Ciao a tutti! / Sziasztok!
So since my last blog Easter happened in Casa Europa (this is how our volunteer flat is called but we are thinking about changing it to Beach House) and it was all about food as usual. First we started with some Galician traditional meal a week before while our very own Finnish had planned a four-course meal for Easter Sunday. As there is not much else to do we really dug ourselves into everything culinary, including roasting marshmallows above a tea-light (yes, I did that). To complete the range of traditional dishes I had to cook a ham (a smoked one from Lidl, kinda tastes weird) and boil eggs complementing them with horseradish and vegetables. In Hungary we also accompany it with braided brioche but I couldn’t find it and was lazy – not like last year so let’s insert a proof of that after showing you all I mentioned above.
It is very interesting how all this food represents something on the table during Easter in European culture. Although, it is obvious that these symbols are big part of this holiday because of its strong connection to Christianity, there are also practical reasons. In the Middle Ages, the church forbade eating meat and eggs during Lent (from Ash Wednesday to Good Friday). As a result, farmers accumulated large numbers of eggs before Easter and so they were cooked, decorated, consecrated in the church and then given away. They reappeared on the table on Easter Sunday. Farmers also often paid part of their rent in ‘eggs with interest’ at Easter – which I think all of us Millenials wish we could still do.
Eggs are especially powerful symbols appearing way before they were adapted by Christians. They embody the idea of fertility, rebirth and rejuvenation in the cycle of life, reflected also in its shape, with neither beginning nor end. Many cultures believe eggs to be the source of new life from inanimate matter, and even that the world emerged from an egg. In Ancient Egypt, an egg was revered as the origin of the world. One version of the creation myth mentions the cosmic egg hatching the ‘bird of light’. The Chinese already gave painted eggs as gifts at the beginning of spring some 5000 years ago. In Ancient Greece and Rome, to celebrate the equinox in March (the beginning of the year), it was customary to hang up colourful eggs and given them as gifts. In this example, eggs represented new beginnings. With a similar connotation, from the 4th century, eggs also served as funeral offerings, placed in Roman-Germanic tombs to wish the deceased be resurrected.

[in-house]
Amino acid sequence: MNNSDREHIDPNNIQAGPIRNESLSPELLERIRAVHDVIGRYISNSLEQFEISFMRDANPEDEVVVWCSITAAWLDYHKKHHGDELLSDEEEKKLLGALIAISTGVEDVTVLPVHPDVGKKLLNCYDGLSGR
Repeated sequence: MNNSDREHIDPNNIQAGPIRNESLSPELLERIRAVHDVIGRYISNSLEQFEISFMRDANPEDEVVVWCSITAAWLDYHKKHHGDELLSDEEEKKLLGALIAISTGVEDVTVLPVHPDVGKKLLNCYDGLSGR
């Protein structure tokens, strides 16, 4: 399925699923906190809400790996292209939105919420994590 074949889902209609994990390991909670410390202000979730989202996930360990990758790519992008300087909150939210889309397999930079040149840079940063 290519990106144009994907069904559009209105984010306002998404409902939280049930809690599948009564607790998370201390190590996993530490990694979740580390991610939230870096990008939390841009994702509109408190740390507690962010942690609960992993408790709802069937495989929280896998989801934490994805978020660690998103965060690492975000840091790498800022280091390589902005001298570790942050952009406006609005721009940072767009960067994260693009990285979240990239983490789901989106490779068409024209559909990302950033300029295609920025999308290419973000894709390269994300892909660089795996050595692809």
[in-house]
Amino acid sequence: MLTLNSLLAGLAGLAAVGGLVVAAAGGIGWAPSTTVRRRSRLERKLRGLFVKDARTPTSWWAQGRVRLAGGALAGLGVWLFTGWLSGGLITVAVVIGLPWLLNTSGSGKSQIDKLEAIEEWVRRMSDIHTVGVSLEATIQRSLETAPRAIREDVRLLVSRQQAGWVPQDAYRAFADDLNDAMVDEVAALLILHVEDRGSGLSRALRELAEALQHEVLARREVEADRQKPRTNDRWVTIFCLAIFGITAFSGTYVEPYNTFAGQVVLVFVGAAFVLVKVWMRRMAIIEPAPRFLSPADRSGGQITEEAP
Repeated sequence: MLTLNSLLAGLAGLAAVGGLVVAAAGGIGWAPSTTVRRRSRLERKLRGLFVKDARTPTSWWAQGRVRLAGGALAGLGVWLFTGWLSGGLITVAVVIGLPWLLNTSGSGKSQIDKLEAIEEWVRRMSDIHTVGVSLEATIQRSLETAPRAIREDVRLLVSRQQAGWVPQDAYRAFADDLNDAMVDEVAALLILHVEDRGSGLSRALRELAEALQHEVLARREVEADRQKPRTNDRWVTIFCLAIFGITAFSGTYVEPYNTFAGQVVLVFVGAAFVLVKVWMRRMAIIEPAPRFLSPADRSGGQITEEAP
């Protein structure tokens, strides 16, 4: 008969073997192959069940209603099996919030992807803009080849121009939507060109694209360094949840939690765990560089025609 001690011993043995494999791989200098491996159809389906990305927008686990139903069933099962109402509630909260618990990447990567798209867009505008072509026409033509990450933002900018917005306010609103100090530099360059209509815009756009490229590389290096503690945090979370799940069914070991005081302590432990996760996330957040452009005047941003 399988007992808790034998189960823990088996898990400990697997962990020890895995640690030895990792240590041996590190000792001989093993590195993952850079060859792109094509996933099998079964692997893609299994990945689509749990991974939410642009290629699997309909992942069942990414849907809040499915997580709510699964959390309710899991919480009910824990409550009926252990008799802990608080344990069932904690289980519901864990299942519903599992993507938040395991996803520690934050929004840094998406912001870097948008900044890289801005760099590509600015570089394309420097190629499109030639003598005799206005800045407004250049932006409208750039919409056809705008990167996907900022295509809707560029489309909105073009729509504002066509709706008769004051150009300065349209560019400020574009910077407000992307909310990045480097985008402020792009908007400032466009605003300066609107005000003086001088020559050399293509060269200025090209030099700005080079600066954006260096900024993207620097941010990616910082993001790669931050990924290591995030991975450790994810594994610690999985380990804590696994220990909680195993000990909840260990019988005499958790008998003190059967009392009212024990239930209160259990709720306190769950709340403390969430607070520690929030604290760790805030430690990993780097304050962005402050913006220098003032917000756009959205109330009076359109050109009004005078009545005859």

Talking about fertility and rebirth I thought it is the right time to talk about the Netflix miniseries called Unorthodox based on the memoir of/by Deborah Feldman. It came out last year but I only watched it now, during Easter. It is the first Netflix series to be primarily in Yiddish, following the journey of Esty, a young Hasidic woman desperate to leave her community in Williamsburg, Brooklyn. This community was founded by a Holocaust survivor originally from Szatmárnémeti (then Hungary), whose aim was to please God with and set an example with a strict lifestyle and to bring as many children into the world as possible, thereby increasing the number of the declining Jewish community – as it was mentioned in the movie “to rebuild the lost 6 million”.
The strict rules apply especially to girls; they can only complete three years in high school, after which they can no longer study. It is also specified what books they can read – English language literature is forbidden as it spoils their souls. It is completely unuseful anyway as they can’t really work, only a few occupations are available for women. Their job is to have a children, raise a children and satisfy the needs and desires of the husband. At the age of 17, a girl in the Hasidic Jewish community has one task: to get married and give birth. Because Esty and her husband have problems with fertility they get all the unwanted advice from the members of the community, which is very difficult for Esty to handle so she starts to make a plan…
I hope I didn’t spoil too much of the content of the show. I extremely recommend it for everyone to watch. There are many topics like religion, oppression of women and historical events that can be sparked by this series to discuss and I have only scratched the surface.
Ci vediamo dopo,
Györgyi – l’ungherese